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  • Cold dry winds, often of great violence, occur in the Rhone valley (the Mistral), in Istria, and Dalmatia (the Bora), and in the western Caucasus.
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  • In Sicily and southern Italy the Sirocco occurs at all seasons; it is a dry, dusty wind from south-east or south-west.
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  • It is thus customary in calculating diurnal inequalities either to take no account of days on which there is an appreciable rainfall, or else to form separate tables for " dry " or " fine " days and for " all " days.
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  • The stable manure is taken into the tortuous passages of these cellars, and the spawn introduced from masses of dry dung where it occurs naturally.
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  • In France mushroom-growers do not use the compact blocks or bricks of spawn so familiar in England, but much smaller flakes or "leaves" of dry dung in which the spawn or mycelium can be seen to exist.
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  • The droppings of stall-fed horses, or of such as have been kept on dry food, should be made use of.
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  • The material employed in all cases is the droppings of horses, which should be collected fresh, and spread out in thin layers in a dry place, a portion of the short litter being retained well moistened by horse-urine.
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  • This fungus, Marasmius Oreades, is more universally used in France and Italy than in England, although it is well known and frequently used both in a fresh and in a dry state in England.
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  • Even into his mythological learning he breathes a life to which these dry scholars are strangers.
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  • On the highlands, however, which contain extensive open campos, the climate, though dry and hot, is considered healthy.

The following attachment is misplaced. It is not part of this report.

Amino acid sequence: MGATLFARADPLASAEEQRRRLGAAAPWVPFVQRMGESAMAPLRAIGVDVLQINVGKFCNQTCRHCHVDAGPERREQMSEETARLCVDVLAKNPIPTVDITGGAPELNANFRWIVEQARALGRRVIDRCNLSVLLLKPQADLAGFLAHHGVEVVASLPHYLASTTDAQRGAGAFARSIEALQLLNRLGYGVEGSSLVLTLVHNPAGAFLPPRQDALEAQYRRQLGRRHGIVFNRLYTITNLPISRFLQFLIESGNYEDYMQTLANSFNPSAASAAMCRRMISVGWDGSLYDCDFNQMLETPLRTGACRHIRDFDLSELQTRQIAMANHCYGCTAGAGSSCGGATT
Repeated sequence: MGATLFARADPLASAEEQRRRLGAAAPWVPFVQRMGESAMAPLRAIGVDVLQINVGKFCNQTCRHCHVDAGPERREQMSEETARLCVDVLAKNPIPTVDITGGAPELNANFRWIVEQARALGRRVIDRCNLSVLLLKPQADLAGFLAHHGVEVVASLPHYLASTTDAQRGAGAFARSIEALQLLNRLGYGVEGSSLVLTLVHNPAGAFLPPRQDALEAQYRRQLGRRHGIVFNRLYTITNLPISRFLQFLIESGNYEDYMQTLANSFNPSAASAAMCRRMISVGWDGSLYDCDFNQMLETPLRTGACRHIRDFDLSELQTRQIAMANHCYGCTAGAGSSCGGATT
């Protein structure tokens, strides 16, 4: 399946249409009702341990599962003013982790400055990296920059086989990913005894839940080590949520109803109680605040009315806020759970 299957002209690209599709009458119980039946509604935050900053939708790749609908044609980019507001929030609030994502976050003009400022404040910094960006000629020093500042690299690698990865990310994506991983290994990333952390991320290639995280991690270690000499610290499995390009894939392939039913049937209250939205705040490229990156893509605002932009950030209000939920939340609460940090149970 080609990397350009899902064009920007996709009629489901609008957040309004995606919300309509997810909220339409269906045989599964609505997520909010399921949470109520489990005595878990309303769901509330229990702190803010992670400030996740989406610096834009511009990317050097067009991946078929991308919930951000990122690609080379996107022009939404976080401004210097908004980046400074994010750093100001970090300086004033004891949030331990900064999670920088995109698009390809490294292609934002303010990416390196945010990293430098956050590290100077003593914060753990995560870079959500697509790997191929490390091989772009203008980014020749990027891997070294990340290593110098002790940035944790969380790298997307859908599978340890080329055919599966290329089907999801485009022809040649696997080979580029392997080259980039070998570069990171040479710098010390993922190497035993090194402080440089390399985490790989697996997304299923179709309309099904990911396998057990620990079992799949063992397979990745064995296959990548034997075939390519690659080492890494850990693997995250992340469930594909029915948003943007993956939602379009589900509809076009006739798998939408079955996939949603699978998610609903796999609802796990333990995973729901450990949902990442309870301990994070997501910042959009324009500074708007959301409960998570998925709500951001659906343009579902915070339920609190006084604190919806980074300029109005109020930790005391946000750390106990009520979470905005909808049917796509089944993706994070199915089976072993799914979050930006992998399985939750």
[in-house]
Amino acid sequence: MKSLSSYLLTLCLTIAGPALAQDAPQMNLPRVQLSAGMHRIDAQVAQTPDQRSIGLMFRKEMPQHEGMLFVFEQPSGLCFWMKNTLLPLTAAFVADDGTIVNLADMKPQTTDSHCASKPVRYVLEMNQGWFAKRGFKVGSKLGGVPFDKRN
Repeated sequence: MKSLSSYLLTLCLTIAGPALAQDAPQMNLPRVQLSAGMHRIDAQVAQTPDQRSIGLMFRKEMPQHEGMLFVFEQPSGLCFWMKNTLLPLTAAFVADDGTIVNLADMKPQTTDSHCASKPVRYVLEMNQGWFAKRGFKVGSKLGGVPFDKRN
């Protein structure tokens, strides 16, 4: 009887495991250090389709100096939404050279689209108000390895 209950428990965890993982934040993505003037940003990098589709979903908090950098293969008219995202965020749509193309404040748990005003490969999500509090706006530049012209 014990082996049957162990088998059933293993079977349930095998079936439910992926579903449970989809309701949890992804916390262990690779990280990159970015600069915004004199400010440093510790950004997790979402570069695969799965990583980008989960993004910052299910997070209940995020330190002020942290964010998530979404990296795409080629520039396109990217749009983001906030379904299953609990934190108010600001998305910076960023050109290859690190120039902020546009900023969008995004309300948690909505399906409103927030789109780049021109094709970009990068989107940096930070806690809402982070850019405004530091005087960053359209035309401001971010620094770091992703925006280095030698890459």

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  • By reason of its dry and bracing climate, Aliwal North is also a favourite residence of sufferers from chest complaints.
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  • It has a dry and equable climate and beautiful scenery.
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  • It has post and telegraph offices and a lively trade in wool, cotton and dry fruits (almonds, pistachios).
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  • The spores differ from those of ferns in their outer coat (exospore) being split up into four club-shaped hygroscopic threads (elaters) which are curled when moist, but become straightened when dry.
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  • A fire without light, compared to the heat which gathers in a haystack when the hay has been stored before it was properly dry - heat, in short, as an agitation of the particles - is the motive cause of the contraction and dilatations of the heart.
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  • Ormsby, in 1852, also reported a river, the Asas Amir, as coming down from the Sinjar hills and joining the Tigris near Kal-'at Shergat, about 35° 30' N.; but this seems now to be a dry bed.
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  • The herm is a dry work and the head upon the coins shows various degrees of idealization.
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  • To prevent the atmosphere from becoming unduly dry a pan of water is fitted to the stove; this serves to moisten the air before it passes into the distributing flues.